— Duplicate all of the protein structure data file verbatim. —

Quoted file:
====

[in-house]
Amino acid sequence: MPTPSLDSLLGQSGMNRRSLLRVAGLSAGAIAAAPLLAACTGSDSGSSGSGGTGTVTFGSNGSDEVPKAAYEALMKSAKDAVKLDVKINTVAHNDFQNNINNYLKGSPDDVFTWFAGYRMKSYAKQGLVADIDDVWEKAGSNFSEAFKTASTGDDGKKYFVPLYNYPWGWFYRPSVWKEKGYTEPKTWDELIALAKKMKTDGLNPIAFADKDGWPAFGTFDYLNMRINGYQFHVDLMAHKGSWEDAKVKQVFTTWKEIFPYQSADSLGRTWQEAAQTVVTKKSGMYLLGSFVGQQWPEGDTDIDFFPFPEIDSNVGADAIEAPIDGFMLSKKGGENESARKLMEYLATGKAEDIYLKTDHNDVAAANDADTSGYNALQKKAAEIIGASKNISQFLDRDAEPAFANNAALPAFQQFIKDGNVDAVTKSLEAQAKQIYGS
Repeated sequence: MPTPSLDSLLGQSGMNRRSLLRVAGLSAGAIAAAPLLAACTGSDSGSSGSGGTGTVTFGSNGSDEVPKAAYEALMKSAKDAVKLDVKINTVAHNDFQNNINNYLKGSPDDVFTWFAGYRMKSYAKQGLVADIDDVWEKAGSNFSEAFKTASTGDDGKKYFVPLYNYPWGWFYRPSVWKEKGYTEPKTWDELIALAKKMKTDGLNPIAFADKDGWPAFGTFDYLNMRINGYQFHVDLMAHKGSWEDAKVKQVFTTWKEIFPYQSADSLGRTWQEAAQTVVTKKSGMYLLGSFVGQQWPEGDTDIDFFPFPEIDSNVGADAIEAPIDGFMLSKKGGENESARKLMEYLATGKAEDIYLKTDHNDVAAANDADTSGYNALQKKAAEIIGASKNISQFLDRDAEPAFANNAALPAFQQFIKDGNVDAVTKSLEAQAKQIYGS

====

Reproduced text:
[in-house]
Amino acid sequence: MPTPSLDSLLGQSGMNRRSLLRVAGLSAGAIAAAPLLAACTGSDSGSSGSGGTGTVTFGSNGSDEVPKAAYEALMKSAKDAVKLDVKINTVAHNDFQNNINNYLKGSPDDVFTWFAGYRMKSYAKQGLVADIDDVWEKAGSNFSEAFKTASTGDDGKKYFVPLYNYPWGWFYRPSVWKEKGYTEPKTWDELIALAKKMKTDGLNPIAFADKDGWPAFGTFDYLNMRINGYQFHVDLMAHKGSWEDAKVKQVFTTWKEIFPYQSADSLGRTWQEAAQTVVTKKSGMYLLGSFVGQQWPEGDTDIDFFPFPEIDSNVGADAIEAPIDGFMLSKKGGENESARKLMEYLATGKAEDIYLKTDHNDVAAANDADTSGYNALQKKAAEIIGASKNISQFLDRDAEPAFANNAALPAFQQFIKDGNVDAVTKSLEAQAKQIYGS
Repeated sequence: MPTPSLDSLLGQSGMNRRSLLRVAGLSAGAIAAAPLLAACTGSDSGSSGSGGTGTVTFGSNGSDEVPKAAYEALMKSAKDAVKLDVKINTVAHNDFQNNINNYLKGSPDDVFTWFAGYRMKSYAKQGLVADIDDVWEKAGSNFSEAFKTASTGDDGKKYFVPLYNYPWGWFYRPSVWKEKGYTEPKTWDELIALAKKMKTDGLNPIAFADKDGWPAFGTFDYLNMRINGYQFHVDLMAHKGSWEDAKVKQVFTTWKEIFPYQSADSLGRTWQEAAQTVVTKKSGMYLLGSFVGQQWPEGDTDIDFFPFPEIDSNVGADAIEAPIDGFMLSKKGGENESARKLMEYLATGKAEDIYLKTDHNDVAAANDADTSGYNALQKKAAEIIGASKNISQFLDRDAEPAFANNAALPAFQQFIKDGNVDAVTKSLEAQAKQIYGS